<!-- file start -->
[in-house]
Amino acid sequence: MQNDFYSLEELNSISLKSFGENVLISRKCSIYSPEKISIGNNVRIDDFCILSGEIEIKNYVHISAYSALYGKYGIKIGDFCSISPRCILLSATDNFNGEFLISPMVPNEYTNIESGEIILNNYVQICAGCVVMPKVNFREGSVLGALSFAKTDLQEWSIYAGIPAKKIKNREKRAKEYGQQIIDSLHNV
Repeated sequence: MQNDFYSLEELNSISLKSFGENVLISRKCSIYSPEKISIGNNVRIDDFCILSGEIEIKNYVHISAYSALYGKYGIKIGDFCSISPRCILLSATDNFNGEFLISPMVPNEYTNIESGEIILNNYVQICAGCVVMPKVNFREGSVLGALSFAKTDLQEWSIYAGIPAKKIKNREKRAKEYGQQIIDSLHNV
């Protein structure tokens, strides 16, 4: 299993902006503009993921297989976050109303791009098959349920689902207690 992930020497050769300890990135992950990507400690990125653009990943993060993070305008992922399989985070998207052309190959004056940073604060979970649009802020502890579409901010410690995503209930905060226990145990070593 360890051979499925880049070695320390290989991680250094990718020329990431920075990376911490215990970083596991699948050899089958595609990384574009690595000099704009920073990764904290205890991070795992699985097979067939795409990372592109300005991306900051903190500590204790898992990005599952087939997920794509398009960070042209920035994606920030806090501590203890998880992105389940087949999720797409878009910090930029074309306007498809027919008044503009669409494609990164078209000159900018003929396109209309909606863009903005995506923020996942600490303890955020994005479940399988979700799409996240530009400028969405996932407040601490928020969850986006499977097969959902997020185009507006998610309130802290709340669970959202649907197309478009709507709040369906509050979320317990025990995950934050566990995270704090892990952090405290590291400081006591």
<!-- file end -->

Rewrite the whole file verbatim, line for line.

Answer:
[in-house]
Amino acid sequence: MQNDFYSLEELNSISLKSFGENVLISRKCSIYSPEKISIGNNVRIDDFCILSGEIEIKNYVHISAYSALYGKYGIKIGDFCSISPRCILLSATDNFNGEFLISPMVPNEYTNIESGEIILNNYVQICAGCVVMPKVNFREGSVLGALSFAKTDLQEWSIYAGIPAKKIKNREKRAKEYGQQIIDSLHNV
Repeated sequence: MQNDFYSLEELNSISLKSFGENVLISRKCSIYSPEKISIGNNVRIDDFCILSGEIEIKNYVHISAYSALYGKYGIKIGDFCSISPRCILLSATDNFNGEFLISPMVPNEYTNIESGEIILNNYVQICAGCVVMPKVNFREGSVLGALSFAKTDLQEWSIYAGIPAKKIKNREKRAKEYGQQIIDSLHNV
């Protein structure tokens, strides 16, 4: 299993902006503009993921297989976050109303791009098959349920689902207690 992930020497050769300890990135992950990507400690990125653009990943993060993070305008992922399989985070998207052309190959004056940073604060979970649009802020502890579409901010410690995503209930905060226990145990070593 360890051979499925880049070695320390290989991680250094990718020329990431920075990376911490215990970083596991699948050899089958595609990384574009690595000099704009920073990764904290205890991070795992699985097979067939795409990372592109300005991306900051903190500590204790898992990005599952087939997920794509398009960070042209920035994606920030806090501590203890998880992105389940087949999720797409878009910090930029074309306007498809027919008044503009669409494609990164078209000159900018003929396109209309909606863009903005995506923020996942600490303890955020994005479940399988979700799409996240530009400028969405996932407040601490928020969850986006499977097969959902997020185009507006998610309130802290709340669970959202649907197309478009709507709040369906509050979320317990025990995950934050566990995270704090892990952090405290590291400081006591």